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The Washington herald. [volume] (Washington, D.C.) 1906-1939, May 28, 1918, Image 1

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WHAT 00 YOU Higg}
Burden on Profiteers Sound
Principle, the Presi
dent Says.
Ways and Means Commit
tee Begins Hearings
in Ten Days.
Law Due November I Will Provide
40 Per Cent Tax, Balance Bonds.
Congress Goes to Work.
President Wilson, addressing a joint
session of Congress yesterday, asked
Immediate preparation of a new war
tax bill, the chief burden of which,
he sard, should fall on profiteers.
Republican and Democratic leaders,
at once promised co-operatfon.
Chrlrtmn Kitchin. of the House
Wtja and Means Committee, said he
wou!d be^in hearings "in about ten
days." during which the Treasury
Dcprrtment will be compiling figures.
The income tr.x division is to'sup
ply in.'o nation on which the ex
cc~s p:o,'lta sccton of the bill is to
bo 1iT.rr.al.
derate te Hold HrarinK*.
Chairman Simmons, of the Senate
Finance Committee, plans to hold
similar hearings Ju3t after the House
commiii.ee has begun. There will he
no joint sessions, because of the
House's stand upon its constitutional
right to initiate all revenue legisla
tion. ,
It is reported on the highest author
ity that the general plan of the hill
will he to provide 40 per cent of the
I natbn's need by taxation. The other
per cent will be met by bonds.
Cf?a iimcn Simmons and Kitchin
I ajjree on November 1 as the eaHiest
J pocclble date of passage. They ex
pect the bill to be introduced' in the
i House August 1 or 15.
Hlta Profiteer*.
' President Wilson hit profiteers some
Ijhard blows, especially In this . pun
i'gent statement:
"The profiteering which cannot be
got at by the restraints of conscience
and love of country can be got at by
When he said: "The consideration
that dominates every other now. and
makes every other seem trivial and
negligible, is the winning of the war."
the whole assemblage arose and
cheered repeatedly, as also at:
' "Hundreds of thousands of our
men, carrying our hearts with them,
and our fortunes, are in the fiekl. and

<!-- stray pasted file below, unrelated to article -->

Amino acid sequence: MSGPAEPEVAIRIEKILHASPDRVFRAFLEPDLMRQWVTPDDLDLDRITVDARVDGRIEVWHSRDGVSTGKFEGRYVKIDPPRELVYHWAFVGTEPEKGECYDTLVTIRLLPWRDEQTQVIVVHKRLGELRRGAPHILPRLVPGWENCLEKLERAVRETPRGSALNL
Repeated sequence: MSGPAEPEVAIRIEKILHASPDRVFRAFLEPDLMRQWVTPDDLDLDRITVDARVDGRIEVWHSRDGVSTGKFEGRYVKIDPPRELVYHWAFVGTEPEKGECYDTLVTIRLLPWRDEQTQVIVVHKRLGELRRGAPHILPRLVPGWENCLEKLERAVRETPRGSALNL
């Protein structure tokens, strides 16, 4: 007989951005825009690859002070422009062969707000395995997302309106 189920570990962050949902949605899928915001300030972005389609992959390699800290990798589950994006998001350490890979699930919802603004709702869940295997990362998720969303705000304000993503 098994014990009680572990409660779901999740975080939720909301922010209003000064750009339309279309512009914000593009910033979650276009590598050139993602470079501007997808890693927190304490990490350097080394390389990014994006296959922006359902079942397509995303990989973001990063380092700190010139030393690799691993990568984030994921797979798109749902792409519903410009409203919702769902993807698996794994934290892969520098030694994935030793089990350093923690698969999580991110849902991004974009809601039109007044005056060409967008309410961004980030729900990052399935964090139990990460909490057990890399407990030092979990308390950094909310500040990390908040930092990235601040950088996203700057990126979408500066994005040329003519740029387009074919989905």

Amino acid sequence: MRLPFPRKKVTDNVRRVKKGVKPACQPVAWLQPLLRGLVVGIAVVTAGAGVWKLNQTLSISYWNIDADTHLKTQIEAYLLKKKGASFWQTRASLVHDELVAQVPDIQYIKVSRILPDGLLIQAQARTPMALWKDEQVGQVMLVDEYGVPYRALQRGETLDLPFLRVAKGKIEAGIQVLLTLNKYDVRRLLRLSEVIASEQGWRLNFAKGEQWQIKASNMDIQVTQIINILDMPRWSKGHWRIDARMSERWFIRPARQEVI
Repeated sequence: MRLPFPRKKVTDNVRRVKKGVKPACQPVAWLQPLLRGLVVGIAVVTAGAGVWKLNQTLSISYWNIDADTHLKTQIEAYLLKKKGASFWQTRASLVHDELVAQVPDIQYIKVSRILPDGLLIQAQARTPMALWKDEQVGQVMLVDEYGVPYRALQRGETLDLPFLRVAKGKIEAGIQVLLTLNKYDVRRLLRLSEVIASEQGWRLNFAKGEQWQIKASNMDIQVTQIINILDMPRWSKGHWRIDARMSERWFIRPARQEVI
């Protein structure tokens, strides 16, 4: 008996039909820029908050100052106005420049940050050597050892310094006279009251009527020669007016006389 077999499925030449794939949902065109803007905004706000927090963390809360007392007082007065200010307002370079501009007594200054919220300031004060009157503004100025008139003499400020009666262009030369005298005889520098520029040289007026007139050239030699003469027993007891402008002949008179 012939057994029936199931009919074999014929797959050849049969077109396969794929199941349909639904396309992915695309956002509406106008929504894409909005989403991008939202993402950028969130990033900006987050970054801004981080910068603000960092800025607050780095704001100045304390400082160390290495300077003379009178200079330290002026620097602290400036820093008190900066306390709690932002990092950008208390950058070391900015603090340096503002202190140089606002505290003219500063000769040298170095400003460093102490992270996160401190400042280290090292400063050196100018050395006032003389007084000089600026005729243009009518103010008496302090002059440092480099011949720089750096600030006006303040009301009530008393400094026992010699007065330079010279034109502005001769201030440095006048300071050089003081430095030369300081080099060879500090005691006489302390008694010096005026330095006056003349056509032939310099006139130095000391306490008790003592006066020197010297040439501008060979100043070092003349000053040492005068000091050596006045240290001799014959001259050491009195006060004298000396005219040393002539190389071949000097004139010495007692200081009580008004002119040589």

?hip* are crowding faster and faster
to the ports of France and Ens land
with reiriraent after regiment, thou
sands after thousands, to join them
until the enemy shall be beaten and
brought to a reckoning with man
There were only two Supreme Court
ustices who could be found?Bran
jleis and Clark. Five Cabinet mera
-Poit master General Burleson
^nd Secretaries Wilson. Houston,
aniels and Baker?sat Just beside
eaker Clark's desk.
Mrn. %% linen Attend*.
Mrs. Wilson, her mother. Mrs.
polling, and the President's daugh
ter. Mrs. McAdoo, sat in the Presi
dential gallery. The Senate had
Rarely been seated, when the Presi
dent stepped briskly into the cham
er. The crowd cheered him heart
He spoke slowly, and in a quiet,
entrained voice.
In his first sentence he told his
^ecislon a* to a revenue bill:
"It is with unaffected reluctance
..hat I come to ask you to prolong
rour session to provide more ade
quate resources for the Treasury
or the conduct of the war."
J In rather an argumentative, per
suasive tone, he explained that it
p*s clear to all that more revenue
bust be had. now or later. Inasmuch
business must pay thl? fery out
Its profits from the Income of
1*. It was wisdom, he said, to let
flatness know now how much a
urden it must stand.
WmM De?reaa? Iafatlss.
LTaxes, too. he said, would decrease
>ngers from Inflation. The first
ak in his even tones came when
said. ^e shall naturally turn,
therefore. I suppose, to war profits
incomes and luxuries for the ad
jtional taxes."
lOn the Republican side. Senators
Cenyon of Iowa and Johnson of Cali
started hand-clapping. In an
t. It spread over the whole
The President stopped but
'?fly* Again he urged the business
lom of framing the tax at once,
concluded: "I cannot assure the
ntry of a successful ad minis tra
of the treasury In 1918. if the